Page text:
The future of health in Africa
23 January 2018
18:30 to 20:00
Graduate Institute - Geneva
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Sub-Saharan African countries have sustained unprecedented transformation and change in the last decade, including constant economic growth, a growing middle class, increased political stability, and a skilled workforce. Recognition must be given to these advances, even though challenges remain: Africa’s population is expected to constitute 25% of the global population in 2050 (16% in 2017) with a sharp increase in the youth population under 25. This will also put health systems increasingly under pressure.
This event brings together emerging leaders from Ghana and Nigeria to discuss the achievements and challenges across the continent by raising some of the following questions: What are the most promising approaches for efficient healthcare systems in Africa? What are the challenges to achieve Universal Health Coverage (UHC)? How can health policy-making skills be strengthened in the region to meet the needs of the future? What are politically and economically feasible solutions to improve health security and sustain healthier societies? How can investment in education for health be fostered and African leaders supported so that they can effectively shape and tailor public health policies?
These questions and more are precisely what the Global Health Centre at the Graduate Institute, the Centre on Global Health Security at Chatham House, and the IFPMA had in mind to invite you to discuss.
Photos by GHC / S. Deshapriya
Ilona Kickbusch, Director, Global Health Centre, the Graduate Institute
David Heymann, Professor of Infectious Disease Epidemiology, London School of Hygiene and Tropical Medicine; Head of the Centre on Global Health Security at Chatham House; Chairman of Public Health England; Mentor at the Chatham House West African Global Health Leaders Fellowship
Thomas Cueni, Director General, International Federation of Pharmaceutical Manufacturers and Associations (IFPMA)
Matshidiso Moeti, Regional Director for Africa, World Health Organization
Ama Pokuaa Fenny, Research Fellow, Institute of Statistical, Social and Economics Research, University of Ghana; West Africa Global Health Leaders Fellow, Centre on Global Health Security, Ghana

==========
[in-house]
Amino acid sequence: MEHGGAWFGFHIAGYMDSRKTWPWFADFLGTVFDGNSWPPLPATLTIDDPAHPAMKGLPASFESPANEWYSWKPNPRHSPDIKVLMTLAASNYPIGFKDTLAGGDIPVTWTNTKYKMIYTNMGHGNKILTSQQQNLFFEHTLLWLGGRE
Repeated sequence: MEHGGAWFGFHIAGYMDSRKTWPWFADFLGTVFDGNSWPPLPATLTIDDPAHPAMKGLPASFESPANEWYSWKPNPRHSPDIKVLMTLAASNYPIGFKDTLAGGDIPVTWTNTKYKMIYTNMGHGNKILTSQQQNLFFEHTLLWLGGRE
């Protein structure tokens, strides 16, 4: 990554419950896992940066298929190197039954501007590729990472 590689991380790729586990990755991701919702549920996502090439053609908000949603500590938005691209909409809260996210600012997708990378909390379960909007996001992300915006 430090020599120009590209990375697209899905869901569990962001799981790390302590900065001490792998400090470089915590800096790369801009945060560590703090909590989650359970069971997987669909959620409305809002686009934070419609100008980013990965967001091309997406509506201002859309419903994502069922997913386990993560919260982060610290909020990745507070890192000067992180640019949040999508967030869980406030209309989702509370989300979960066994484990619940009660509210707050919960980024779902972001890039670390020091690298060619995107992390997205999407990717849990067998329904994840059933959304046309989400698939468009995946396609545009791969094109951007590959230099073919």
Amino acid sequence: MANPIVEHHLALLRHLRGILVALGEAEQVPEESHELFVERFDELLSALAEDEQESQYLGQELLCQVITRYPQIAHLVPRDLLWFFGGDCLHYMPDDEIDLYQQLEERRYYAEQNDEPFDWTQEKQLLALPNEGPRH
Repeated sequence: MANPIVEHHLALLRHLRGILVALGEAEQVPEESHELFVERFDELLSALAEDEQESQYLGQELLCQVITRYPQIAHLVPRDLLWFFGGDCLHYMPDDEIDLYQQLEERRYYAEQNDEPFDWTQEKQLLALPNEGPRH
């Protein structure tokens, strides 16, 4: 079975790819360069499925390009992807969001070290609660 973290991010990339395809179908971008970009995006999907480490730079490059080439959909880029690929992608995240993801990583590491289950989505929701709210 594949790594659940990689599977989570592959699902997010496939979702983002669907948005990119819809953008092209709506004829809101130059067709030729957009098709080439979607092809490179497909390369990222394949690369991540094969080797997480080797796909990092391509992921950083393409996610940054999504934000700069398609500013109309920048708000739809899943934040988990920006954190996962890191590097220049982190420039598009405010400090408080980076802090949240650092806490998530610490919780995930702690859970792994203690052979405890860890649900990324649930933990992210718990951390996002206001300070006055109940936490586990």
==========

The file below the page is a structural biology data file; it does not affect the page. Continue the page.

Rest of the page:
Ritgak Tilley-Gyado, Consultant Health Specialist, World Bank; West Africa Global Health Leaders Fellow, Centre on Global Health Security, Nigeria
Ilona Kickbusch is the Director of the Global Health Centre and adjunct professor at the Graduate Institute of International and Development Studies in Geneva. She has been deeply involved in the development of the Health 2020 European health policy framework. She was a member of the independent Ebola interim assessment panel of the WHO. She has recently been awarded the Cross of the Order of Merit of the Federal Republic of Germany (Bundesverdienstkreuz) in recognition of her invaluable contributions to innovation in governance for global health and global health diplomacy. She is a senior advisor to the Regional Directors of the WHO Regional Offices for Europe and the Eastern Mediterranean and has advised many countries on their global health strategies.
In Switzerland she serves on the executive board of the Careum Foundation and on the expert panel advising the Federal Councillor responsible for health. She has contributed to innovation in health in many ways throughout her career and has a strong commitment to the empowerment of women. She has worked with the WHO at various levels and in academia as professor at Yale University. She has published widely and has received many prizes for her work.
Her key areas of work relate to Global Health Governance, Health Security, Public Health, Health Promotion, Health Literacy and Health in All Policies. Details and updates can be found on her Website: www.ilonakickbusch.com and on wikipedia. You can follow her on twitter @IlonaKickbusch
Thomas B. Cueni is Director General of IFPMA since 1 February 2017. Prior to joining IFPMA he was Secretary General of Interpharma, the association of pharmaceutical research companies in Switzerland. For many years Thomas Cueni has been involved in the work of the European Federation of Pharmaceutical Industries and Associations, EFPIA, where he most recently served as Vice-Chair of the European Markets Committee and association representative on the Board. He represented the industry on the EU High Level Pharmaceutical Forum, was Chairman of EFPIA’s Economic and Social Policy Committee and Chairman of the EFPIA Task Force on the EU Commission’s Pharmaceutical Sector Inquiry. Thomas Cueni also represented Interpharma, which he successfully transformed from the association of Swiss Rx companies to the association of pharmaceutical research companies in Switzerland, on the Council of IFPMA.
Prior to his appointment with Interpharma, Thomas Cueni had a career as a journalist, inter alia as London correspondent for the “Basler Zeitung” and “Der Bund”, and he served as a Swiss career diplomat with postings in Paris (OECD) and Vienna (IAEA, UNIDO). He studied at the University of Basle, the London School of Economics, and the Geneva Graduate Institute for International Studies, and has Master degrees in economics (University of Basel) and politics (London School of Economics, LSE).